Your Money Matters: Your investment portfolio at risk

The concept of risk in investing is the risk of loss of capital; or is it?

By AARON LEITNER
February 20, 2007 07:20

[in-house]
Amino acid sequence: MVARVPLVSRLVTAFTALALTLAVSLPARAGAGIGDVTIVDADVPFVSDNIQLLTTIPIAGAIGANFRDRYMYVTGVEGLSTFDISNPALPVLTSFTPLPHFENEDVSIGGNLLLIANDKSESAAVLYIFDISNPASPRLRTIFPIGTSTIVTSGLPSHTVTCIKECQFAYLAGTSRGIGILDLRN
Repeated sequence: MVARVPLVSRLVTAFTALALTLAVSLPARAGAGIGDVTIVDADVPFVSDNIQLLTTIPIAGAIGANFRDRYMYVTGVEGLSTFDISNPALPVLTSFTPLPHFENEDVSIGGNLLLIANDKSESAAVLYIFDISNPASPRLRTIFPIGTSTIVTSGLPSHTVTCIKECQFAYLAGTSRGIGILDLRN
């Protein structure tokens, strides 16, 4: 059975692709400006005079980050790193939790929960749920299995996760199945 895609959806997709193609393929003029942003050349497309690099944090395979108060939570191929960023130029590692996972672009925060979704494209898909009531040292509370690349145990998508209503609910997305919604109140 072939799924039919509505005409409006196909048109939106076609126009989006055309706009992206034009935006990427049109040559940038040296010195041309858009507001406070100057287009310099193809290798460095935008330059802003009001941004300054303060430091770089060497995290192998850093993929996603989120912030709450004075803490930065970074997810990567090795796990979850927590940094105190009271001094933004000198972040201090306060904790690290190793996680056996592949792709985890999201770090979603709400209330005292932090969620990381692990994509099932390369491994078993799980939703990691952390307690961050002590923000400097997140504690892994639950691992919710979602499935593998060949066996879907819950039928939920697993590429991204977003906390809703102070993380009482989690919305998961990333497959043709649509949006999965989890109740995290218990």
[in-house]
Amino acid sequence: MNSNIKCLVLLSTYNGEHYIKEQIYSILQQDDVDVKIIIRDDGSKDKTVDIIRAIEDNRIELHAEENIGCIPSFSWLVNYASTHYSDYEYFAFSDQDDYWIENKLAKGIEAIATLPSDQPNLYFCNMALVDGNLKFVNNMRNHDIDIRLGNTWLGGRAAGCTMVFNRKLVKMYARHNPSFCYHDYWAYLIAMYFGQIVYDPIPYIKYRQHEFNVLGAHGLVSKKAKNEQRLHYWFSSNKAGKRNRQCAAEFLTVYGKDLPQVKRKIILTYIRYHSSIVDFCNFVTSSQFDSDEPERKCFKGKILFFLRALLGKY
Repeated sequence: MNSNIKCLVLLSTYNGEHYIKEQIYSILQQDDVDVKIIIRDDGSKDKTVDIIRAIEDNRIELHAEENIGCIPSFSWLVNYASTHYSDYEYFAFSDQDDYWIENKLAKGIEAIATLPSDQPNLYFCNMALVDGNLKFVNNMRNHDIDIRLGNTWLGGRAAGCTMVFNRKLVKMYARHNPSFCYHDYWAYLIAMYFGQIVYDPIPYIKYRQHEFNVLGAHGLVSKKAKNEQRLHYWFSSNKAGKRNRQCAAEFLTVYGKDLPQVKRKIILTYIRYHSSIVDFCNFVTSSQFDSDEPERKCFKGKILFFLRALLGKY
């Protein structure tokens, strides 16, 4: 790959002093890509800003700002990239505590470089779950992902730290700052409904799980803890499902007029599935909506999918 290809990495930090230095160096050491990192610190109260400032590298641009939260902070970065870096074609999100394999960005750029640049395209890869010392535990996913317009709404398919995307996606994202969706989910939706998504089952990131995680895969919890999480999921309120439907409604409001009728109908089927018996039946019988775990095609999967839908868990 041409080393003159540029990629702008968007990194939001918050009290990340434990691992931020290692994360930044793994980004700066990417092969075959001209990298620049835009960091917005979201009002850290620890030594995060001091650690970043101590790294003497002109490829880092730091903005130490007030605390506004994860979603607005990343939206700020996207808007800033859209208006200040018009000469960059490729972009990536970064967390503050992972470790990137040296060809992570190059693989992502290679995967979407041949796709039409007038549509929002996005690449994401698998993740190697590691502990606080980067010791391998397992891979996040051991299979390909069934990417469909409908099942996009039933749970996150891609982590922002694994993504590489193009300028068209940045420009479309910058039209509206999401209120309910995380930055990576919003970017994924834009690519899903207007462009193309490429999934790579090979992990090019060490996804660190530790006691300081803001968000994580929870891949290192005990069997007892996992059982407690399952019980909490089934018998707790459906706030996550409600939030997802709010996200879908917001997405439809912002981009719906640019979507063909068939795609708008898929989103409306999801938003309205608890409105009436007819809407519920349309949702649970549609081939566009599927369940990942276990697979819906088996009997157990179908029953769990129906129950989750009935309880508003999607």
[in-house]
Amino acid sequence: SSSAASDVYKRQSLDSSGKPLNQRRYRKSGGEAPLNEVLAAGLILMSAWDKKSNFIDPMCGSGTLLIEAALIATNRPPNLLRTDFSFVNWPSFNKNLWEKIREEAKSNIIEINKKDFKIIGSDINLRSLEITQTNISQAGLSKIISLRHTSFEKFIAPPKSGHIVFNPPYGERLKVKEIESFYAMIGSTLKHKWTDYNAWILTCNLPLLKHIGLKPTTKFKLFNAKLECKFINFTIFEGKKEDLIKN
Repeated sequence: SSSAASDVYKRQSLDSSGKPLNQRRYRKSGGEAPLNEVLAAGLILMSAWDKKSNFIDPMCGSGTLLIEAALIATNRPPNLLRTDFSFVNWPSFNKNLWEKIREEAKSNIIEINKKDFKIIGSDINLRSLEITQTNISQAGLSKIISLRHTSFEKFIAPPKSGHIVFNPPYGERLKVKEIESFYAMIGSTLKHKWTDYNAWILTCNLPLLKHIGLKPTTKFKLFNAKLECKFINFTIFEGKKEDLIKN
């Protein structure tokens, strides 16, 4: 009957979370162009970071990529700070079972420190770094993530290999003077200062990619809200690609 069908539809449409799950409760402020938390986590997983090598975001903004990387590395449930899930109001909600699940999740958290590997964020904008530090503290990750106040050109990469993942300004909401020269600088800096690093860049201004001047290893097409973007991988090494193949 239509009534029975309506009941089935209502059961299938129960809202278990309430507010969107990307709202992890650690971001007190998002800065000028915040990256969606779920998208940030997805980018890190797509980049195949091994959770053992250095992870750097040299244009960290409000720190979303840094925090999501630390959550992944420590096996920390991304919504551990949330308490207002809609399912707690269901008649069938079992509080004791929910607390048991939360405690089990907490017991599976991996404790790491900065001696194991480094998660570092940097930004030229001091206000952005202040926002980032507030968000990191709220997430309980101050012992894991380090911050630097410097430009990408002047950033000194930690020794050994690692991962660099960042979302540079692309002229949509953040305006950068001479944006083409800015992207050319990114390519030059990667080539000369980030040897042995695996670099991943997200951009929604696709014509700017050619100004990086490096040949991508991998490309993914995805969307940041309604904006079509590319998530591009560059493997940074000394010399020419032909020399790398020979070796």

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"A ship in safe harbor is safe-but that is not what ships are for" - John A. Shedd The concept of risk in investing is the risk of loss of capital; or is it? The famous US value investor Warren Buffett said, "Risk comes from not knowing what you're doing." So, let's explore what are the risk considerations for investment portfolios. A portfolio that provides the greatest expected return for a given level of risk, or equivalently, the lowest risk for a given expected return is also called an optimal portfolio. The optimal portfolio is based on the concept of risk versus return investing - also known as the efficient frontier model. The efficient frontier was first defined by Harry Markowitz in his groundbreaking (1952) paper that launched modern portfolio theory. The efficient frontier is the combination of corresponding portfolios, for each level of risk, whose composition maximizes expected returns. There are three broad areas that fall into the category of portfolio risk management; clear financial goals as they relate to your investments, definition of your personal risk profile and knowledge of the risk associated with various asset classes (i.e. cash, stocks, bonds etc.) Successful management of your portfolio's risk is related to how closely your investment selection and diversification reflect your financial goals. Financial goals include children's education, retirement income requirements, buying a home, wealth building for the next generation, etc. It is important to understand how a portfolio's risk profile is impacted by financial goals. For example, time is a risk related consideration. If a financial objective is portfolio retirement income and a working individual expects to retire in 15 years time, he/she will intrinsically have the ability to take more risk and seek higher returns than someone who is retiring within 24 months. The need to preserve principal, and take less risk, will increase as the retirement date approaches. However, an individual's investment portfolio, and its ability to provide for projected retirement income needs, may require a greater risk orientation to achieve this goal if it is clear that it will not otherwise accomplish its goal. On the other hand, the portfolio may be sufficiently large already so that it may be constructed with a lower risk orientation geared for a lower rate of return target. Another example is the purchase of a primary residence. When a family is buying a home, usually it will be determined that a certain sum of money will be reserved for this purchase and the decision normally occurs 12-18 months prior to the actual investment. This short-term time horizon dramatically increases the risks associated with investing in stocks and longer term bonds. The wise decision is to keep these funds, earmarked for this specific purpose, in low risk investments until they are need for buying the home. Monies that are not geared for losses, should not be put at risk! This may seem obvious but, especially in a euphoric equity market environment, investors are afraid of missing out on upside opportunities while discounting the risk of sudden declines in the markets. Defining your personal risk profile is predicated by the importance that you attach to various risk characteristics. Risk of principal, realizing a loss on your investment. This may be caused due to external factors that cannot be controlled or lack of appetite to absorb a decline in the value of investment, even though the decline in value may recover within a short period of time. The issue of a portfolio's value experiencing varying degrees of fluctuation is known as volatility risk. It is important to understand what percent decline in value one is willing to tolerate over a given period of time before feeling compelled to liquidate at a loss. "One does not discover new lands without consenting to lose sight of the shore for a very long time" - Andre Gine. Because of cyclical market fluctuations (volatility), time horizon risk needs to be considered. Trying to avoid negative performance in equities by taking extreme short-term positions can actually result in severe underperformance. For example, one survey showed that missing the 10 best days of the FTSE 100 (1986-2004) reduced annualized returns by approximately 33%. Even more interesting, missing the 40 best days over this nine-year period reduced annualized returns by 83%! Statistics show that the longer the time horizon, the higher the probability of achieving superior returns from risk-oriented investments versus risk-free alternatives. For example, the case is extremely compelling when comparing returns from equities to money market funds or bank CDs. Market timing, the ability to enter at a market low point and sell at a market high, has not been demonstrated to be an effective strategy for investing. In every new market cycle, there will be "gurus" who call the market right. But no expert has shown the ability to consistently identify market highs and lows. Foreign currency risk should be taken into account and currency diversification should be applied to reduce single currency exposure. Erosion of buying power is a risk more associated with the impact of inflation on what we can buy with our money. This issue tends to be of greater relevance for retirees who depend on their investment portfolios to supplement income that they are receiving from other retirement plans (i.e. insurance programs, annuities, pension funds, provident funds/IRAs etc.). Typically, risk-free investments will not enable a portfolio to grow at a rate that will outpace inflation and preserve buying power. Interest rate fluctuation and credit risk are issues that need to be considered, especially in the construction of a bond portfolio. Adequate investment diversification reduces the sensitivity of the portfolio's bonds to interest rate or credit rating changes. Opportunity loss may be a less obvious risk, but it is no less important to understand that the less risk exposure normally means the less opportunity for superior returns. And, of course, the final risk consideration is emotional risk. It is important that one's investment portfolio's risk orientation does not interfere with sleeping well at night. On an objective plane, some individuals' portfolios could have a greater risk orientation but the personal comfort level will outweigh other considerations. If there is not a necessity to strive for higher returns, and therefore take higher risk, then personal comfort level should become the major consideration in determining the portfolio risk profile. Asset classes have their own risk characteristics attributed to their volatility and liquidity (the ease to sell at any moment in time). Asset class risk is normally defined as ranging from aggressive/speculative to low risk. Investments which range from high to low risk include commodities, precious metals and futures, to equities & bonds of various levels of risk to money market instruments and cash. Most investors demonstrate a home bias in investing. This prejudice towards investing almost exclusively in one's home country's stock and bond markets comes at the expense of lost opportunities to exposure in superior performing markets and greater downside risk through the portfolio's almost total concentration to one geographic area. European, American and British households, for example, invest only 15-25% outside their borders. The Dutch are an example of the other end of the spectrum, investing up to 80% outside their country's markets. Global asset allocation and diversification across the entire range of asset classes and geographic regions has proven to be the most effective means to obtain the maximum return for a given level of risk In the final analysis, the measure of success of your portfolio's performance is based on the correlation to its risk level. The author is the Global Investment Strategist at Tandem Capital aleitner@tandem-capital.com